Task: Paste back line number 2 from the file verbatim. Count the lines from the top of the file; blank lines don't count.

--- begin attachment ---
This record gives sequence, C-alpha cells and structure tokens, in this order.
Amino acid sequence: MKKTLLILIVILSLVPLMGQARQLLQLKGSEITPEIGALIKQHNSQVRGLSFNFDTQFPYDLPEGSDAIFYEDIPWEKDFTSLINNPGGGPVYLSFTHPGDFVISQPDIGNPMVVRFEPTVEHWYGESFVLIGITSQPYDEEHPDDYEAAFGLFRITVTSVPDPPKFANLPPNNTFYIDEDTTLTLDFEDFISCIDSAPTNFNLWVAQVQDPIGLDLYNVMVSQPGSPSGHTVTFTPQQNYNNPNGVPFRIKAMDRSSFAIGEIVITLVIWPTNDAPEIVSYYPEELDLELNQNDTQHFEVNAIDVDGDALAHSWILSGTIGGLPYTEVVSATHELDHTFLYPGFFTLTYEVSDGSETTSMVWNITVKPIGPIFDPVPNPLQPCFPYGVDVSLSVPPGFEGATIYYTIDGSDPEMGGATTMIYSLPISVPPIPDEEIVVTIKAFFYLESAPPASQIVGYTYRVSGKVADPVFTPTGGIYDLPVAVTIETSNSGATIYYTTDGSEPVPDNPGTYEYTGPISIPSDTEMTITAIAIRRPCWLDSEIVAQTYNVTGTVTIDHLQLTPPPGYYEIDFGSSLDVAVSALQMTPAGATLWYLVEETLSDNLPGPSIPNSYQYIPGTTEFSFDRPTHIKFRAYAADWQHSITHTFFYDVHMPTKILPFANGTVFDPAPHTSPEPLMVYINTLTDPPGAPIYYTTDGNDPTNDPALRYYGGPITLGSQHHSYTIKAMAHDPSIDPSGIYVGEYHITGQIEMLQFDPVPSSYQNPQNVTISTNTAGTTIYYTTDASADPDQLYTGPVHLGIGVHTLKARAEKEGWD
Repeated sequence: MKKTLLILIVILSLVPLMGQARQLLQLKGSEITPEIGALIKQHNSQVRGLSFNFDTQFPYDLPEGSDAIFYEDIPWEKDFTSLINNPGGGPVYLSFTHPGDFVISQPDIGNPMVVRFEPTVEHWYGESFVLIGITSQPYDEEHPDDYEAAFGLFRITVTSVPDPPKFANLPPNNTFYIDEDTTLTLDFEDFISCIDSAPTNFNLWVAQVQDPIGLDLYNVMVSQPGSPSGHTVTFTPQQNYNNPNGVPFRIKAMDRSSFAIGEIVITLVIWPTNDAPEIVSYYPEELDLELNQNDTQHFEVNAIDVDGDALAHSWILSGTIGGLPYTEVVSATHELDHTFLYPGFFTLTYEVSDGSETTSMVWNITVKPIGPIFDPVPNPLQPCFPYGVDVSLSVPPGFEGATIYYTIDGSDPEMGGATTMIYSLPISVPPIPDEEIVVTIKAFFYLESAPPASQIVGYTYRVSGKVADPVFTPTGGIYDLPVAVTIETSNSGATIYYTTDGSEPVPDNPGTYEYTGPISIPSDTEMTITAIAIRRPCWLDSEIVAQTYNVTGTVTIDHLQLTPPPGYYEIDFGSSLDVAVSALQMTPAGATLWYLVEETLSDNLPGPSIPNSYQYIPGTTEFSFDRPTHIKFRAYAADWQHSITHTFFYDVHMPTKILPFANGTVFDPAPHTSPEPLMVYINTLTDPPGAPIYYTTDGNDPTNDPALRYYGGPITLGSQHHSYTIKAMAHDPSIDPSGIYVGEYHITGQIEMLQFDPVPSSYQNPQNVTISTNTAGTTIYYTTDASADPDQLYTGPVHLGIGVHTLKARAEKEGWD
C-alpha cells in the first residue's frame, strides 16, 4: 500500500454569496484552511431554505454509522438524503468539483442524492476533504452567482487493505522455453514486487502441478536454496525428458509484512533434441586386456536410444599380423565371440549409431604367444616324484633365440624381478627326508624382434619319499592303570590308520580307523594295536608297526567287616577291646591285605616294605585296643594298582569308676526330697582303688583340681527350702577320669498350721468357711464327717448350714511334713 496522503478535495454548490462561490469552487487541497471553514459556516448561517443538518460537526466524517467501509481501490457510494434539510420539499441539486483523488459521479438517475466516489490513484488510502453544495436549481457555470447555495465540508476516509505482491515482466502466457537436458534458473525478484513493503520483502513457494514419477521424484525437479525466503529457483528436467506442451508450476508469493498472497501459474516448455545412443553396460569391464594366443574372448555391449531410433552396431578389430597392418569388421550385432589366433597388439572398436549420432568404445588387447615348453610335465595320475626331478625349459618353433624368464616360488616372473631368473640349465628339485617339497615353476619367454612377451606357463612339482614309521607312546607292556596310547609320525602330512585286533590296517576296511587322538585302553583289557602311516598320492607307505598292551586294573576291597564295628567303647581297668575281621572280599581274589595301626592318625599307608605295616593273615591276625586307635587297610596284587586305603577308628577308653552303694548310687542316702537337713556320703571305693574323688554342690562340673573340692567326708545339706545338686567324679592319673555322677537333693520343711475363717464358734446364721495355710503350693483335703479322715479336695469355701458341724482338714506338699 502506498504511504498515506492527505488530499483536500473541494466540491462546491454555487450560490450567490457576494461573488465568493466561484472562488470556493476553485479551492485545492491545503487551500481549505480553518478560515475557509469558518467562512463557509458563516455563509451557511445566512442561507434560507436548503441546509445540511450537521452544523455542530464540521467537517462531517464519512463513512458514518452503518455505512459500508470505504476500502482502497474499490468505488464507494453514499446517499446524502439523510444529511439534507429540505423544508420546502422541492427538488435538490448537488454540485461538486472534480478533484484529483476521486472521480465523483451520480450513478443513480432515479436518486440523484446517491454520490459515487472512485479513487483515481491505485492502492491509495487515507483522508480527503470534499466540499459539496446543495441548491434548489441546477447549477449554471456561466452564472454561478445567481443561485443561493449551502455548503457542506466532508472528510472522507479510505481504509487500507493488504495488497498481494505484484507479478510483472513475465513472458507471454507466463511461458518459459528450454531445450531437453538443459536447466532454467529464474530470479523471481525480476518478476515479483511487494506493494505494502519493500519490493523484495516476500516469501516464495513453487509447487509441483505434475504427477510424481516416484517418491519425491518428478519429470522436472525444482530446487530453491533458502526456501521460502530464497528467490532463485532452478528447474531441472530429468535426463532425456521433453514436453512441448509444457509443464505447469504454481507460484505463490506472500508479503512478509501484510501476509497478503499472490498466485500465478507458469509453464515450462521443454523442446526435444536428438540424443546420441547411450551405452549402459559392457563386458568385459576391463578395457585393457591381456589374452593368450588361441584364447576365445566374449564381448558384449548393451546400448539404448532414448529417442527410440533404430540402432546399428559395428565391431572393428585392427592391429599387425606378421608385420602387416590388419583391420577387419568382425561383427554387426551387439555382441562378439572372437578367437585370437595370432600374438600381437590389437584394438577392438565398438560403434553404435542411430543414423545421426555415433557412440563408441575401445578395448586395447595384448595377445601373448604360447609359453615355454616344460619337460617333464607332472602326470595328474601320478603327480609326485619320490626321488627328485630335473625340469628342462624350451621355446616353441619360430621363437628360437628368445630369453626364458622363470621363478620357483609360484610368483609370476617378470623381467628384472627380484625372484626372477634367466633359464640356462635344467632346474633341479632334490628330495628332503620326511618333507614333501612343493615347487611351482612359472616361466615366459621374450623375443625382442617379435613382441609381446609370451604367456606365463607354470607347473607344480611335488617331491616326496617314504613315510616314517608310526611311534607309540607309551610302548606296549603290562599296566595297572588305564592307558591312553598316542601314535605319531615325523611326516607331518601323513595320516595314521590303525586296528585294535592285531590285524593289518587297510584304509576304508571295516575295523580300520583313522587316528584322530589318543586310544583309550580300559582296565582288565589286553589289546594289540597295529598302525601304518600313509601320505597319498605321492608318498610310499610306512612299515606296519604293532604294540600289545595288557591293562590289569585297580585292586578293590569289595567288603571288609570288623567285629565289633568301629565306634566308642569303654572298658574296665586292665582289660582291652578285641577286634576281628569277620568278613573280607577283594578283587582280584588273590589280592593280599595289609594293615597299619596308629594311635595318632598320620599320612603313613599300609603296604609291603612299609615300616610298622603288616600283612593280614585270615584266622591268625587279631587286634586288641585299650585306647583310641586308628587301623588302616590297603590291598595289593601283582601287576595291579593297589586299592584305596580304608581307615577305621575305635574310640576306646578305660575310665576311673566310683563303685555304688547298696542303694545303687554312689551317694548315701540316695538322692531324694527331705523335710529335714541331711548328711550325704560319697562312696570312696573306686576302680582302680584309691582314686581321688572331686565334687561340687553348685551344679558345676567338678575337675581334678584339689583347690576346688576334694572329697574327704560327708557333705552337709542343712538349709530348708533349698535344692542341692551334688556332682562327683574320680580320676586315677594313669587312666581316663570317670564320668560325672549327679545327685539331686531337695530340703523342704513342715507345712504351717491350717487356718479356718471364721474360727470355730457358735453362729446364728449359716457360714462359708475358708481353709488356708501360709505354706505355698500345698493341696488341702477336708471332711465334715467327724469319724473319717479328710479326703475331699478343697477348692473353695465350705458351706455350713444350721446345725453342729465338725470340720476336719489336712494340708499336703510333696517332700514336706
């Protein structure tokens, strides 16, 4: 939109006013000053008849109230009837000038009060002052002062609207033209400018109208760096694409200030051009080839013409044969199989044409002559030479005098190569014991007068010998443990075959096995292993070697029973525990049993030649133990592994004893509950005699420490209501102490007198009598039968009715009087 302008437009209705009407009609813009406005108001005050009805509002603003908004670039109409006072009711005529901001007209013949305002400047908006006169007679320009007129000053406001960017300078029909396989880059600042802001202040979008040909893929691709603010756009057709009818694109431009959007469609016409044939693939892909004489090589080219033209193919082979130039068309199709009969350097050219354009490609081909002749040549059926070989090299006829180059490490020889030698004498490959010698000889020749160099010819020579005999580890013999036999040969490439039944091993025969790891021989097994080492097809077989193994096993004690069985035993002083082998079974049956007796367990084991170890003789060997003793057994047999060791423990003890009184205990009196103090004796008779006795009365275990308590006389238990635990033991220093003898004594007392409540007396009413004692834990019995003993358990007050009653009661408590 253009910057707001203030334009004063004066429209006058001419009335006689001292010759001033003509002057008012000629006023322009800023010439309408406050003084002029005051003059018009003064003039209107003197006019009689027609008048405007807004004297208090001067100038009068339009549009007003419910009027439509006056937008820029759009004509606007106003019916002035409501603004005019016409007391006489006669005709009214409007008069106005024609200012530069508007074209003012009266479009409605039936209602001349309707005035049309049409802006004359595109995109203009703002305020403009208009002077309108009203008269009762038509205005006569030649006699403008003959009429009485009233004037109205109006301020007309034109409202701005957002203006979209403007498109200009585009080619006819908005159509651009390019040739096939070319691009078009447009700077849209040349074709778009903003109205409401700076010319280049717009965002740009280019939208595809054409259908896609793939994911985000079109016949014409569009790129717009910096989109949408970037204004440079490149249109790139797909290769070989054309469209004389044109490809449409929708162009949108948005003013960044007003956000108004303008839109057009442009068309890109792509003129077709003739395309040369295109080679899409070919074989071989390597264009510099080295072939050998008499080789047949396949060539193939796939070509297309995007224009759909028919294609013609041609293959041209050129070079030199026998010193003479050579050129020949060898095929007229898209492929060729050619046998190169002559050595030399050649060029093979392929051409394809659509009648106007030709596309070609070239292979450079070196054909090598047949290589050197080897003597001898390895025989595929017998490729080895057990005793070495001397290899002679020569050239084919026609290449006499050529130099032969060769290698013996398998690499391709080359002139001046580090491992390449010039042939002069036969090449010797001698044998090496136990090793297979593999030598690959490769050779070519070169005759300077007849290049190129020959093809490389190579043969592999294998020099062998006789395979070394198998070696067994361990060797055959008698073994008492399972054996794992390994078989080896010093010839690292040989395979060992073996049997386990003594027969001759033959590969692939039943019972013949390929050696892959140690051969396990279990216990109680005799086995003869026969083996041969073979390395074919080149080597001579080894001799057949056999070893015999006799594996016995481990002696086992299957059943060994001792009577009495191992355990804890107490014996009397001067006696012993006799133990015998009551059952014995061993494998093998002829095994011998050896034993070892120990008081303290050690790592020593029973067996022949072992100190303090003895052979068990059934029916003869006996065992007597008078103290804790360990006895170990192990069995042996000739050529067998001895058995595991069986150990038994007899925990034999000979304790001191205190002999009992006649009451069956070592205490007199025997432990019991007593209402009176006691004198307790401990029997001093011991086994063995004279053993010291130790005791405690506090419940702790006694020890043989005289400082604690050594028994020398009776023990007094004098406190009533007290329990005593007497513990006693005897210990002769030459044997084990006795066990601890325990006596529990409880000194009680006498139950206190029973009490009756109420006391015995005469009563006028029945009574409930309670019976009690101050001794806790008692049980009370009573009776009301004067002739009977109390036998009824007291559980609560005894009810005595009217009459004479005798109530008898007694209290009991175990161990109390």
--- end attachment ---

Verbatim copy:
Amino acid sequence: MKKTLLILIVILSLVPLMGQARQLLQLKGSEITPEIGALIKQHNSQVRGLSFNFDTQFPYDLPEGSDAIFYEDIPWEKDFTSLINNPGGGPVYLSFTHPGDFVISQPDIGNPMVVRFEPTVEHWYGESFVLIGITSQPYDEEHPDDYEAAFGLFRITVTSVPDPPKFANLPPNNTFYIDEDTTLTLDFEDFISCIDSAPTNFNLWVAQVQDPIGLDLYNVMVSQPGSPSGHTVTFTPQQNYNNPNGVPFRIKAMDRSSFAIGEIVITLVIWPTNDAPEIVSYYPEELDLELNQNDTQHFEVNAIDVDGDALAHSWILSGTIGGLPYTEVVSATHELDHTFLYPGFFTLTYEVSDGSETTSMVWNITVKPIGPIFDPVPNPLQPCFPYGVDVSLSVPPGFEGATIYYTIDGSDPEMGGATTMIYSLPISVPPIPDEEIVVTIKAFFYLESAPPASQIVGYTYRVSGKVADPVFTPTGGIYDLPVAVTIETSNSGATIYYTTDGSEPVPDNPGTYEYTGPISIPSDTEMTITAIAIRRPCWLDSEIVAQTYNVTGTVTIDHLQLTPPPGYYEIDFGSSLDVAVSALQMTPAGATLWYLVEETLSDNLPGPSIPNSYQYIPGTTEFSFDRPTHIKFRAYAADWQHSITHTFFYDVHMPTKILPFANGTVFDPAPHTSPEPLMVYINTLTDPPGAPIYYTTDGNDPTNDPALRYYGGPITLGSQHHSYTIKAMAHDPSIDPSGIYVGEYHITGQIEMLQFDPVPSSYQNPQNVTISTNTAGTTIYYTTDASADPDQLYTGPVHLGIGVHTLKARAEKEGWD